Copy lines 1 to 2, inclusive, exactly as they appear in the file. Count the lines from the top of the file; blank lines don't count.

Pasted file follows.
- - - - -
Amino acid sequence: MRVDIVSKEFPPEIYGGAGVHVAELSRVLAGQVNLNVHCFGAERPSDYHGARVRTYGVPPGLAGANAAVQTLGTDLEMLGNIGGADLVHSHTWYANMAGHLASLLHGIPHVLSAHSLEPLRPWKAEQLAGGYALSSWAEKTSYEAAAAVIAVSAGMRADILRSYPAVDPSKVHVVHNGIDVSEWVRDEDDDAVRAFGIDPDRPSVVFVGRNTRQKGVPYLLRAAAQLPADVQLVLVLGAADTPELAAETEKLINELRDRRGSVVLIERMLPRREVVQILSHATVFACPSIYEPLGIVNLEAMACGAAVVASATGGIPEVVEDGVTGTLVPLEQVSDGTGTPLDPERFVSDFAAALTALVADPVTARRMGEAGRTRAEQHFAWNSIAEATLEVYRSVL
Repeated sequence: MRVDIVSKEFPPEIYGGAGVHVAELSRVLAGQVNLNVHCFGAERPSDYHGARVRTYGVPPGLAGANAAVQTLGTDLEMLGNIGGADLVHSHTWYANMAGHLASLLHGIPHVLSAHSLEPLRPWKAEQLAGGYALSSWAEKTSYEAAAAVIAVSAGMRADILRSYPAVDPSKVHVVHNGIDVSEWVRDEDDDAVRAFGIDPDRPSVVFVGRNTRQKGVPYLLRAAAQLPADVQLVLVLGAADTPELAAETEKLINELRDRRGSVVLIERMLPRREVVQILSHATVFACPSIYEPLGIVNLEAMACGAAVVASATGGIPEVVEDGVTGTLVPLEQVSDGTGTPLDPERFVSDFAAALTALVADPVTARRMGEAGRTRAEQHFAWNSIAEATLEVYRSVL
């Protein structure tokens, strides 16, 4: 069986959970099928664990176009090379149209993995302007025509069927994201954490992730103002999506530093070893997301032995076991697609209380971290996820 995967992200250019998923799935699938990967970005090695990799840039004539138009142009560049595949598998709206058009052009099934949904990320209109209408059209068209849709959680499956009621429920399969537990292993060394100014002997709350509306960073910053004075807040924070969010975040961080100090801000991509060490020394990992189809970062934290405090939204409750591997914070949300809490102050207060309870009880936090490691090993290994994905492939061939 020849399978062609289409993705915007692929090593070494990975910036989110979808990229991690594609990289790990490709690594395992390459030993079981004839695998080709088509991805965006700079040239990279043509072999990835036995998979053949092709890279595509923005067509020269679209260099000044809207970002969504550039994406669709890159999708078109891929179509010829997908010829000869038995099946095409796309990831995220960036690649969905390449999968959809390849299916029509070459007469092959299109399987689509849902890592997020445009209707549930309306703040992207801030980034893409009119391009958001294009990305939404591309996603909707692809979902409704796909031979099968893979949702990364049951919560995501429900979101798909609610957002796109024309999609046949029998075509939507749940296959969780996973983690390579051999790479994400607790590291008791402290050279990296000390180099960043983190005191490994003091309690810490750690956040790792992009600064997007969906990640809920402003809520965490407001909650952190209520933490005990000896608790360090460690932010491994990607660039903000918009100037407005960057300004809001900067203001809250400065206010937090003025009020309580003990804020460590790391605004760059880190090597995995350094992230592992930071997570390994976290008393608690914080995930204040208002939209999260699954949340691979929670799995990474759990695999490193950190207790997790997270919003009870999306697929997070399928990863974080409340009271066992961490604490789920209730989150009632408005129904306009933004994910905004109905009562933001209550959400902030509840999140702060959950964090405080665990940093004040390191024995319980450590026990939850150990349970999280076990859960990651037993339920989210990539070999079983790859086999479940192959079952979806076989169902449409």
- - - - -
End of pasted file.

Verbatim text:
Amino acid sequence: MRVDIVSKEFPPEIYGGAGVHVAELSRVLAGQVNLNVHCFGAERPSDYHGARVRTYGVPPGLAGANAAVQTLGTDLEMLGNIGGADLVHSHTWYANMAGHLASLLHGIPHVLSAHSLEPLRPWKAEQLAGGYALSSWAEKTSYEAAAAVIAVSAGMRADILRSYPAVDPSKVHVVHNGIDVSEWVRDEDDDAVRAFGIDPDRPSVVFVGRNTRQKGVPYLLRAAAQLPADVQLVLVLGAADTPELAAETEKLINELRDRRGSVVLIERMLPRREVVQILSHATVFACPSIYEPLGIVNLEAMACGAAVVASATGGIPEVVEDGVTGTLVPLEQVSDGTGTPLDPERFVSDFAAALTALVADPVTARRMGEAGRTRAEQHFAWNSIAEATLEVYRSVL
Repeated sequence: MRVDIVSKEFPPEIYGGAGVHVAELSRVLAGQVNLNVHCFGAERPSDYHGARVRTYGVPPGLAGANAAVQTLGTDLEMLGNIGGADLVHSHTWYANMAGHLASLLHGIPHVLSAHSLEPLRPWKAEQLAGGYALSSWAEKTSYEAAAAVIAVSAGMRADILRSYPAVDPSKVHVVHNGIDVSEWVRDEDDDAVRAFGIDPDRPSVVFVGRNTRQKGVPYLLRAAAQLPADVQLVLVLGAADTPELAAETEKLINELRDRRGSVVLIERMLPRREVVQILSHATVFACPSIYEPLGIVNLEAMACGAAVVASATGGIPEVVEDGVTGTLVPLEQVSDGTGTPLDPERFVSDFAAALTALVADPVTARRMGEAGRTRAEQHFAWNSIAEATLEVYRSVL